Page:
Why did the Liberals win the 1906 General Election by a landslide?
After the Conservative Prime Minister (A. J. Balfour) resigned, the Liberals called a general election in 1906, and won by a ‘landslide’. Whether the Liberals won the election by such a large margin by their own success or the failure of the Conservatives is debatable. Many factors contributed to the outcome of this.
Those who see it as a positive win for the Liberals argue it is due to the bringing in on New Liberalism and its plans on Social Reform, at a time when the welfare of the majority of citizens, the working class, was becoming a key concern. The issues that had split the Liberal Party had been put to one side, like Irish Home Rule and The Boer War was over, which meant the party was stronger because there was agreement throughout. They were strongly united over the issue of Free Trade which was very popular among voters, especially working class, as they feared food prices would increase from Tariff Reform. The Liberals also cleverly used the downfalls of the Conservatives and exploited them at this time, for example, they using the Conservatives misjudgements regarding education and licensing and promising Welsh Disestablishment they were able to win the votes of a lot of non-conformists. Another key factor in the Liberals win was the Lib-Lab pact, by making this deal, they tried to ensure a majority vote for the centre and left wing parties which was a smart move.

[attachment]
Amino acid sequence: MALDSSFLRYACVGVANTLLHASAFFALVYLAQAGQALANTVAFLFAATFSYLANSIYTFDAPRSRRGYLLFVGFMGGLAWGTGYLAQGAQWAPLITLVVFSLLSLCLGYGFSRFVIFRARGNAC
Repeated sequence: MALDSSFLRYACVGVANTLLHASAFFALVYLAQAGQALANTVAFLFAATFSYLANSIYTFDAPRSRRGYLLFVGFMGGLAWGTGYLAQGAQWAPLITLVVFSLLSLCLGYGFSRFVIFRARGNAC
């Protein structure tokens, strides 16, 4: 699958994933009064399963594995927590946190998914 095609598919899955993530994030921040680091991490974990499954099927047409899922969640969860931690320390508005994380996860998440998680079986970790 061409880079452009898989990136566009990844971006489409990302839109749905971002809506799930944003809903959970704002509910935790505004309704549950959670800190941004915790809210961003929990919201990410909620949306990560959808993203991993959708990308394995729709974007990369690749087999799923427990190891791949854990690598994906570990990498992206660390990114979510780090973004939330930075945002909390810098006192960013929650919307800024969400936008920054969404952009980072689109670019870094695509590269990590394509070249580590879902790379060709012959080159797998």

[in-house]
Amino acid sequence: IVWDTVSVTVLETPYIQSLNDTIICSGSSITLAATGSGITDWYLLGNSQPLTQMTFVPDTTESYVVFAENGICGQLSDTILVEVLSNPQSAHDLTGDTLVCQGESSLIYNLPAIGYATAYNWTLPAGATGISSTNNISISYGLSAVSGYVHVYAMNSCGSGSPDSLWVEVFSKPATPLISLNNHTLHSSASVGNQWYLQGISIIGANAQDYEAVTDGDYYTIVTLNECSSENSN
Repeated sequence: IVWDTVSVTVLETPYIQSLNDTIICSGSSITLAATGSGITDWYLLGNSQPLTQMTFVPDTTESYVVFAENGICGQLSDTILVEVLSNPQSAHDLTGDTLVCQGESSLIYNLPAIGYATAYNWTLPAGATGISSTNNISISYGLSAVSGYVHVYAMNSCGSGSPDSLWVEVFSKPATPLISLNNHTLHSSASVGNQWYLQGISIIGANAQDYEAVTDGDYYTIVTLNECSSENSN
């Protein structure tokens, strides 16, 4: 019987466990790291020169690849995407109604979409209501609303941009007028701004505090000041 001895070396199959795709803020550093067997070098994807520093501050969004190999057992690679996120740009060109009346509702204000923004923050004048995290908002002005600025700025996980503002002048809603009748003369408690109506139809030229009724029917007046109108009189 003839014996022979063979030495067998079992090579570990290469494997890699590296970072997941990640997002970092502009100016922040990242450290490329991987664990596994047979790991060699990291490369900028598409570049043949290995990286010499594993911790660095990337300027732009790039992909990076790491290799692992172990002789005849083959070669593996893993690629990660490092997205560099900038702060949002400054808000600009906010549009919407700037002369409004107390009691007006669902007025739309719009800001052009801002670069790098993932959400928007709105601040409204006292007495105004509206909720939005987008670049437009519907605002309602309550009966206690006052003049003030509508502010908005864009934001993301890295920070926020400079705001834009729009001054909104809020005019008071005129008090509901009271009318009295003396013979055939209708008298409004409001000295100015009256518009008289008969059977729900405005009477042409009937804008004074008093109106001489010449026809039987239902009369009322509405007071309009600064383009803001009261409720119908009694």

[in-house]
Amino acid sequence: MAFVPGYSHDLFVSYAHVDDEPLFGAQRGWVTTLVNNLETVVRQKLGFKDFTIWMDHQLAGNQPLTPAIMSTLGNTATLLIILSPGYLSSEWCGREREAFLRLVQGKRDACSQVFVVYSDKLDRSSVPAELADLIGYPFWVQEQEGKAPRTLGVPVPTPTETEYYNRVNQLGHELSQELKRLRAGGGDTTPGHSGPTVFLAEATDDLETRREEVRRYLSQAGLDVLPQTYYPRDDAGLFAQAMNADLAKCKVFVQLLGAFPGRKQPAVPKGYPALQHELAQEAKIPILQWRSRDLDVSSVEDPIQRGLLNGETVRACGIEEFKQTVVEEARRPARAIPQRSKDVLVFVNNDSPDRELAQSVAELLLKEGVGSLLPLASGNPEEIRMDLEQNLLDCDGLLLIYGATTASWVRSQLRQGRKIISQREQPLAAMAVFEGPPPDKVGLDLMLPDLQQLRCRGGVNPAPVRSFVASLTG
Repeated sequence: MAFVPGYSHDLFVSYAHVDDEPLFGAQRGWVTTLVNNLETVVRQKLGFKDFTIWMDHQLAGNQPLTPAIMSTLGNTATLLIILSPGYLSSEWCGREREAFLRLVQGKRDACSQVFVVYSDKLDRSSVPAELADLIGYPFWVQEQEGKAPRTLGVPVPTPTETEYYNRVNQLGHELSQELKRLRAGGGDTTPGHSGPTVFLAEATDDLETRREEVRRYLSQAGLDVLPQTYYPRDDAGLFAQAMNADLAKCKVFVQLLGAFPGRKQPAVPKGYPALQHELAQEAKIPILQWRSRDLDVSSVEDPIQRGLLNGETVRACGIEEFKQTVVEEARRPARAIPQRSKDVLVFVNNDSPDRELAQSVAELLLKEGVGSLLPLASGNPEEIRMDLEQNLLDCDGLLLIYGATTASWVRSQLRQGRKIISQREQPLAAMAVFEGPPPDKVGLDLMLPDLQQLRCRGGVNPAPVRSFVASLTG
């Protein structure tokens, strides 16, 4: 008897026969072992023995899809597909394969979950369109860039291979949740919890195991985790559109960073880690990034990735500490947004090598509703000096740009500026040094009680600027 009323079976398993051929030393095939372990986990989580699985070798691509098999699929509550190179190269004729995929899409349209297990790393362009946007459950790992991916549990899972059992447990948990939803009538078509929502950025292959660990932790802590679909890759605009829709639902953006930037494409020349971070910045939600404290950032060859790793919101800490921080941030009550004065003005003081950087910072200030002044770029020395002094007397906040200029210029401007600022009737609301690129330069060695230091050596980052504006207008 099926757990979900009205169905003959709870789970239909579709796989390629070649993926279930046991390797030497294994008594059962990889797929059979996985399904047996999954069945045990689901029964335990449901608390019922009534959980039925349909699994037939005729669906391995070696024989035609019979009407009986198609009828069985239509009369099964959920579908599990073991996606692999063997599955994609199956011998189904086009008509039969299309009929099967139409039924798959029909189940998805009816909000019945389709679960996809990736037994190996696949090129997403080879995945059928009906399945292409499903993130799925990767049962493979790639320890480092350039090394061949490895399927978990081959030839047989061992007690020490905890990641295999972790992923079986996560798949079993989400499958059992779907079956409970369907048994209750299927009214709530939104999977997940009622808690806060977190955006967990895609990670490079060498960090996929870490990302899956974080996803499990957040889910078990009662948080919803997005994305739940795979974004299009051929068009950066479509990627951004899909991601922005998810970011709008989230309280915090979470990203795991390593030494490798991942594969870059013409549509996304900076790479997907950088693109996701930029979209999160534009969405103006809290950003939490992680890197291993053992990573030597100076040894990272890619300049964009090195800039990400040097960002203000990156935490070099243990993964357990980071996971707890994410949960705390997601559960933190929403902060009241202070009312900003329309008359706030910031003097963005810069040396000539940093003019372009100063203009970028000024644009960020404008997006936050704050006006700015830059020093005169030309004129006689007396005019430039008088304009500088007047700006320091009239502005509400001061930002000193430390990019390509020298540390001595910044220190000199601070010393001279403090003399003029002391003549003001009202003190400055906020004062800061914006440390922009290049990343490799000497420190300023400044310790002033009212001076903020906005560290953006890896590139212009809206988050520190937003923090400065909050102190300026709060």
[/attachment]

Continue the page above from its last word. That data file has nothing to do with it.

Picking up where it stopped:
However, others have argued that rather than showing a positive reaction to progressive Liberalism, the result reflected an overwhelming rejection of Conservative policies. The main and perhaps one of the most damaging issue for the Conservatives was the Boer War; though it had originally benefited the Conservatives in 1900, promoting patriotism and helping them win the 1900 election, by 1906 there had been more deaths than Britain expected and it had been much more drawn out. The Boer War also helped unveil the...
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